Finance Leases: What Appears in the Year End Financial Statements? IAS 17

Year-end lease liability

At the end of the accounting period, there will be a current and non-current liability associated with the company’s lease obligations.

The finance lease obligations will be made up of the capital balance outstanding plus any interest accrued but not yet paid at the end of the reporting period.

The current liability will be:

  • The amount of the principal repayable in the next twelve months, and
  • Any interest accrued but not yet paid at the end of the reporting period

The non-current liability will be:

  • The remaining principal balance, which will be paid in a period greater than twelve months.

Lessor’s financial statements

We’ll just take a quick look at how to account for finance leases in the financial statements of the lessor.

At the commencement of a finance lease, the lessor transfers the risks and rewards of ownership of the asset to a lessee.

Therefore, it would be inappropriate to record is as a piece of property, plant and equipment, as the lessor no longer has the use of the asset.

Instead, the lessor should record the amount due under the terms of the finance lease as a receivable.

This will be the principal amount and will be recorded as a ‘net investment in lease’, which should be the fair value of the asset.

During the term of the lease, the rental payments received by the lessor will be made up of two elements:

  • Repayment of principal, and
  • Interest income (finance income) on the principal outstanding.

The repayment of principal will reduce the amount of the principal due from the lessee in respect of the lease, and the interest income will be treated as income in the profit or loss for the period.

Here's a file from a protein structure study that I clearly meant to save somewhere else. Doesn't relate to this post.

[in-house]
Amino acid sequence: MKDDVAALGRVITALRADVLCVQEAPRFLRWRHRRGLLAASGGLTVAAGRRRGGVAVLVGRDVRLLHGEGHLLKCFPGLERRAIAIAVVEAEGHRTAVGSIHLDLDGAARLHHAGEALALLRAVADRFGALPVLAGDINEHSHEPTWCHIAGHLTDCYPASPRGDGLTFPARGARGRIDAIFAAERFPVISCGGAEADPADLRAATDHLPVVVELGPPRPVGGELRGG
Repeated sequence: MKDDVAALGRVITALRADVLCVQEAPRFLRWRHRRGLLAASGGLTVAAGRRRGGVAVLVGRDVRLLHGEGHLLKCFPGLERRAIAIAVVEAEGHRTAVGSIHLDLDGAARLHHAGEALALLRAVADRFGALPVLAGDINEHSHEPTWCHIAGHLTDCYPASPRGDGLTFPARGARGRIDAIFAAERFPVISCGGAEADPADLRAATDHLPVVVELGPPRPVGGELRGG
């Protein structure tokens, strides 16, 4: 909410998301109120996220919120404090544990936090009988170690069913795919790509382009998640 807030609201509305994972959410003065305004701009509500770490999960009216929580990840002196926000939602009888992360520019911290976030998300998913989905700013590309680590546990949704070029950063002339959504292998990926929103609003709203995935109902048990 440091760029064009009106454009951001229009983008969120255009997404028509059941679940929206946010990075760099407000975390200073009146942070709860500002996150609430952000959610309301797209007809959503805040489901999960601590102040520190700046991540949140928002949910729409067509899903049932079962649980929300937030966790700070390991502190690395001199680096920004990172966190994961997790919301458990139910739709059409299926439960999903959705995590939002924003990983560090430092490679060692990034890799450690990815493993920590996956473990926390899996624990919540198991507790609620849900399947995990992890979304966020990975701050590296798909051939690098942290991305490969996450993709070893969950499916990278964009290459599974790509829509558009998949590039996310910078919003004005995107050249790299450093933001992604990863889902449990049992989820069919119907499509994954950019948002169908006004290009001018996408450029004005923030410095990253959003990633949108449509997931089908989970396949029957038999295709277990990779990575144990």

End of the lease

Two things may happen at the end of a lease term, either the asset will return to the lessor or the lessee will buy the asset.

Let’s look at the journal entries for these:

1. Return to lessor

To recognise the transfer of a leased asset back to the lessor:

DR Finance lease liability XX
CR    Asset (leased asset) XX

2. Lessee purchases the asset

To reclassify a leased asset as a purchased asset:

DR Asset                           XX
CR    Lease  XX
CR    Bank XX


Finance lease disclosures

A lessee must split the finance lease liabilities between the current liability and non-current liability.

  • The current liability is the amount of principal payable in the next twelve months, plus any accrued interest, and
  • The non-current liability is the amount of the principal payable in a period greater than twelve months.

The disclosure requirements of IAS 16 – Property, Plant and Equipment apply to leased assets, as they are treated as tangible non-current assets in the financial statements of the lessee.

IAS 17 also requires the following disclosures in the financial statements of the lessee:

  • For each class of asset, the net carrying amount of assets held under finance leases at the end of the reporting period.
  • A reconciliation (analysis) of the total future minimum lease payments at the end of the reporting period, and the present value of future minimum lease payments (i.e. discounted to present day values), divided into amounts falling due

− within 1 year
− later than 1 year and not later than 5 years
− later than 5 years.

  • A general description of the lessee’s material leasing arrangements, including details of contingent rent payable, any renewal, purchase of escalation clauses, plus any lease restrictions in place (e.g. dividends, debt and further leasing restrictions)
  • Contingent rents recognised as an expense in the period. Contingent rents amounts above the minimum lease payments and are not fixed in amount. They are based on factors other than the passage of time, for example they can be linked to factors such as sales (for a retail unit), or based on usage, interest rates, or price indices.